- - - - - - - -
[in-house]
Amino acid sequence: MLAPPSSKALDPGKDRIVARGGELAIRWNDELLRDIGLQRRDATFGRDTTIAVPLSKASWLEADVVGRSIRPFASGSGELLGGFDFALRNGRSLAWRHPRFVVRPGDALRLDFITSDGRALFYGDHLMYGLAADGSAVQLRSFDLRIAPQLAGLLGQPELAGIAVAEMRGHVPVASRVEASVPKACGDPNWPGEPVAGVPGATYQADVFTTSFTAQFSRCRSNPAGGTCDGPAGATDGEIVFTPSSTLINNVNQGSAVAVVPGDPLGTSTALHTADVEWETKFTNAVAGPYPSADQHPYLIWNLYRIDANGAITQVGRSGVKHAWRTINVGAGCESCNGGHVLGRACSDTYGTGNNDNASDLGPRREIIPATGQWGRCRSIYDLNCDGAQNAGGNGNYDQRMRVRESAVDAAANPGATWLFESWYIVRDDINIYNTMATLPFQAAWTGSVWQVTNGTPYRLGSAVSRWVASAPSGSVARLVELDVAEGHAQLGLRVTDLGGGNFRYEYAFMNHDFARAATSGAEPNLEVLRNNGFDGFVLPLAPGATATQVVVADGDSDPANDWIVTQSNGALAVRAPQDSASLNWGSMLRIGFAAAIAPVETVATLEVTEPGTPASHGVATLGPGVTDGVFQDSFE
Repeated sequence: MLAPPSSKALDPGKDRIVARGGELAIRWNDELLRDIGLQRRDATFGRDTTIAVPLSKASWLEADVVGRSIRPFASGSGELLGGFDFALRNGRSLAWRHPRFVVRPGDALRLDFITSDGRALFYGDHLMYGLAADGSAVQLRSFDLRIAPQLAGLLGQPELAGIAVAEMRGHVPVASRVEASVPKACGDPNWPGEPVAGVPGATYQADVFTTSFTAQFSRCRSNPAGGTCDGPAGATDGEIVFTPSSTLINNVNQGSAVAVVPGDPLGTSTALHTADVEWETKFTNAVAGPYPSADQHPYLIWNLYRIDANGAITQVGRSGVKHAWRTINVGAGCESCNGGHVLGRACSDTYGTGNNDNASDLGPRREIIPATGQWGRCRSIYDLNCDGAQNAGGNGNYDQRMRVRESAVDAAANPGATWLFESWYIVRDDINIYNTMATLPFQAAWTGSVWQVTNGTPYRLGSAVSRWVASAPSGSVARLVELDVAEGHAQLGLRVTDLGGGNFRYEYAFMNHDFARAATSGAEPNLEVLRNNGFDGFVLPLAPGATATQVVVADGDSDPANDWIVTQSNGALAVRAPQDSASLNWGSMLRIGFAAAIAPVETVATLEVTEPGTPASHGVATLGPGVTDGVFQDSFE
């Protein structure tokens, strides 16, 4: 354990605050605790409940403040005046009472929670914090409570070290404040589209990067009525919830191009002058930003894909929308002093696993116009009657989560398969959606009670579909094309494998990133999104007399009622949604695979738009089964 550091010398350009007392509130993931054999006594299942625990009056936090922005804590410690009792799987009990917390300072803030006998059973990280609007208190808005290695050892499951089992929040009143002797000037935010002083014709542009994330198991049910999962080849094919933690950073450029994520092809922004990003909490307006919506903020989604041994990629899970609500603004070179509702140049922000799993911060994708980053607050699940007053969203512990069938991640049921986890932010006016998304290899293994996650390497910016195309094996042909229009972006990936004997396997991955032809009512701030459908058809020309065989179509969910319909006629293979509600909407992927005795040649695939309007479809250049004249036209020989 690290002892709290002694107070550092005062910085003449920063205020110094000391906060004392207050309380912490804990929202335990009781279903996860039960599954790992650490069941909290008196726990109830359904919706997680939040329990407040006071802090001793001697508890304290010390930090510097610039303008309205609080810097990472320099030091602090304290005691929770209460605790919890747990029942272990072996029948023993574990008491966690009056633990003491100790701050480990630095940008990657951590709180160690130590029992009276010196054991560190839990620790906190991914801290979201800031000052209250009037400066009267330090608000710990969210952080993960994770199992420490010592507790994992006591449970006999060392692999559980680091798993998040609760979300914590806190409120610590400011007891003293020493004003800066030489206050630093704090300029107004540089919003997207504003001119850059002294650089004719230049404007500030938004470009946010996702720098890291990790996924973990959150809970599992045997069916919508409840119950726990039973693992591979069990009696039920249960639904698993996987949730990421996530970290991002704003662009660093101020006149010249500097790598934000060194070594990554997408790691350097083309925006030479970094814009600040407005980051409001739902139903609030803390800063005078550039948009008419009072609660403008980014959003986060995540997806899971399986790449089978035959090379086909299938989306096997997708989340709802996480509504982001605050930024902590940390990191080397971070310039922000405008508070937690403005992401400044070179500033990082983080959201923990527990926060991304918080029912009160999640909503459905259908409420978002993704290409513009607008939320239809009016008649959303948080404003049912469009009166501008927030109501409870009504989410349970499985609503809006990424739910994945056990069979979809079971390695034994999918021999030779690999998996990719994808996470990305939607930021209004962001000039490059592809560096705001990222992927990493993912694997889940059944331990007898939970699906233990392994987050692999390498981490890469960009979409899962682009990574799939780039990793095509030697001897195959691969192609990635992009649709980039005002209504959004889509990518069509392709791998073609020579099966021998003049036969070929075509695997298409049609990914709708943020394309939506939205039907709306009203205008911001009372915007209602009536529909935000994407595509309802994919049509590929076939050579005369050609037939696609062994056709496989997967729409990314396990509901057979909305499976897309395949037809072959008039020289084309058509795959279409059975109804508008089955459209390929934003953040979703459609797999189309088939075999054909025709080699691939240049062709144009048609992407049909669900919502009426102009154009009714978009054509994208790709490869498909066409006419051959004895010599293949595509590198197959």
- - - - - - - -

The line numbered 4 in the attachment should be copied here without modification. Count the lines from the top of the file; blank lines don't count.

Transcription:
């Protein structure tokens, strides 16, 4: 354990605050605790409940403040005046009472929670914090409570070290404040589209990067009525919830191009002058930003894909929308002093696993116009009657989560398969959606009670579909094309494998990133999104007399009622949604695979738009089964 550091010398350009007392509130993931054999006594299942625990009056936090922005804590410690009792799987009990917390300072803030006998059973990280609007208190808005290695050892499951089992929040009143002797000037935010002083014709542009994330198991049910999962080849094919933690950073450029994520092809922004990003909490307006919506903020989604041994990629899970609500603004070179509702140049922000799993911060994708980053607050699940007053969203512990069938991640049921986890932010006016998304290899293994996650390497910016195309094996042909229009972006990936004997396997991955032809009512701030459908058809020309065989179509969910319909006629293979509600909407992927005795040649695939309007479809250049004249036209020989 690290002892709290002694107070550092005062910085003449920063205020110094000391906060004392207050309380912490804990929202335990009781279903996860039960599954790992650490069941909290008196726990109830359904919706997680939040329990407040006071802090001793001697508890304290010390930090510097610039303008309205609080810097990472320099030091602090304290005691929770209460605790919890747990029942272990072996029948023993574990008491966690009056633990003491100790701050480990630095940008990657951590709180160690130590029992009276010196054991560190839990620790906190991914801290979201800031000052209250009037400066009267330090608000710990969210952080993960994770199992420490010592507790994992006591449970006999060392692999559980680091798993998040609760979300914590806190409120610590400011007891003293020493004003800066030489206050630093704090300029107004540089919003997207504003001119850059002294650089004719230049404007500030938004470009946010996702720098890291990790996924973990959150809970599992045997069916919508409840119950726990039973693992591979069990009696039920249960639904698993996987949730990421996530970290991002704003662009660093101020006149010249500097790598934000060194070594990554997408790691350097083309925006030479970094814009600040407005980051409001739902139903609030803390800063005078550039948009008419009072609660403008980014959003986060995540997806899971399986790449089978035959090379086909299938989306096997997708989340709802996480509504982001605050930024902590940390990191080397971070310039922000405008508070937690403005992401400044070179500033990082983080959201923990527990926060991304918080029912009160999640909503459905259908409420978002993704290409513009607008939320239809009016008649959303948080404003049912469009009166501008927030109501409870009504989410349970499985609503809006990424739910994945056990069979979809079971390695034994999918021999030779690999998996990719994808996470990305939607930021209004962001000039490059592809560096705001990222992927990493993912694997889940059944331990007898939970699906233990392994987050692999390498981490890469960009979409899962682009990574799939780039990793095509030697001897195959691969192609990635992009649709980039005002209504959004889509990518069509392709791998073609020579099966021998003049036969070929075509695997298409049609990914709708943020394309939506939205039907709306009203205008911001009372915007209602009536529909935000994407595509309802994919049509590929076939050579005369050609037939696609062994056709496989997967729409990314396990509901057979909305499976897309395949037809072959008039020289084309058509795959279409059975109804508008089955459209390929934003953040979703459609797999189309088939075999054909025709080699691939240049062709144009048609992407049909669900919502009426102009154009009714978009054509994208790709490869498909066409006419051959004895010599293949595509590198197959």